A good CEO is always hiring and a great CEO is always looking for talent — talent spotting.
General George C Marshall was hailed by none other than Winston Churchill as the “Architect of Victory” for the manner in which he planned and executed the decisive American involvement in the war.
The most important element of his work may have been his ability to spot and develop talent within the American general officer corps.
But, what exactly did Marshall do that was so significant as to earn that title?
One of the things he did was spot and promote talent. Comes now the story of the Louisiana Maneuvers of September 1941.
Marshall had been Chief of Staff of the Army (which included the Army Air Corps that would eventually become the US Air Force) since the same day upon which the Germans invaded Poland and he had been in a prior assignment the Commandant of the Infantry School through which every important future general officer passed prior to the start of the war.
He was in a great position to spot and develop talent.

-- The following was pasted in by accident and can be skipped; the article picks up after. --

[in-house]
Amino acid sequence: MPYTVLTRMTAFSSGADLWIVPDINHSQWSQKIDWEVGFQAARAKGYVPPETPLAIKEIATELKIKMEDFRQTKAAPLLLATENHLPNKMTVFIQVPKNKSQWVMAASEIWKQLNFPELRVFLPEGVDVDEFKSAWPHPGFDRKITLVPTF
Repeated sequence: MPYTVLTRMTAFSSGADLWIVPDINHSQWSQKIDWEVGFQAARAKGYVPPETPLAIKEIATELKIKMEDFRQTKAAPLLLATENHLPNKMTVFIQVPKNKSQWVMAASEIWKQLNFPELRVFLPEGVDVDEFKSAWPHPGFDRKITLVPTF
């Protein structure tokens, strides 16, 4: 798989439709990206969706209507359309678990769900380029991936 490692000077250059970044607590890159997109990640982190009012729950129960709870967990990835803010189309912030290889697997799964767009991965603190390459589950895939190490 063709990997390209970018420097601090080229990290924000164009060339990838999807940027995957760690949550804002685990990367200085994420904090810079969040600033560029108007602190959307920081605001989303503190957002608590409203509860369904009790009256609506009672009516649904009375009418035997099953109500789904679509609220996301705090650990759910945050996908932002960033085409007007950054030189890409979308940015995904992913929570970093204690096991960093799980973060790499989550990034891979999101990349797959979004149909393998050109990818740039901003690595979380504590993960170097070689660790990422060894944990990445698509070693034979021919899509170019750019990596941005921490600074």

Size of the startup
The US Army would be 91 divisions — infantry, armor, airborne, cavalry, mountain — at the war’s end, but it was planned to be as many as 213 when the war began. A division was about 15,000 men and composed of infantry, artillery, tanks, combat engineers, and a myriad of support units.
It was a massive undertaking and the largest startup in military history. By the end of the war, more than 16,000,000 men and women would serve in the US military.Prior to WWII, Germany fielded 100 divisions, France 90, Great Britain 10, Poland 65.
At the end of 1940, the US had 10 divisions and by the time of the Louisiana Maneuvers that number was 16.
The Louisiana Maneuvers
By the time of September 1941 — only 90 days before Pearl Harbor — the Army was ready to see who could run a division, a corps, or an Army in the field, so they conducted three massive maneuvers. Massive.The Louisiana Maneuvers pitted the Red 2nd Army (aggressor) versus the Blue 3rd Army (homeland).
The operational scenario was an attack by the aggressor army against the homeland which was to meet the attacker, launch a counterattack, and drive the aggressor army off.
This was an army level maneuver and used the entire state of Louisiana as the maneuver area between the Sabine and Red Rivers. It involved the first river crossings attempted by the US Army perhaps since General Washington at Trenton in the Revolution.
Photo credit: Steve Johnson on Unsplash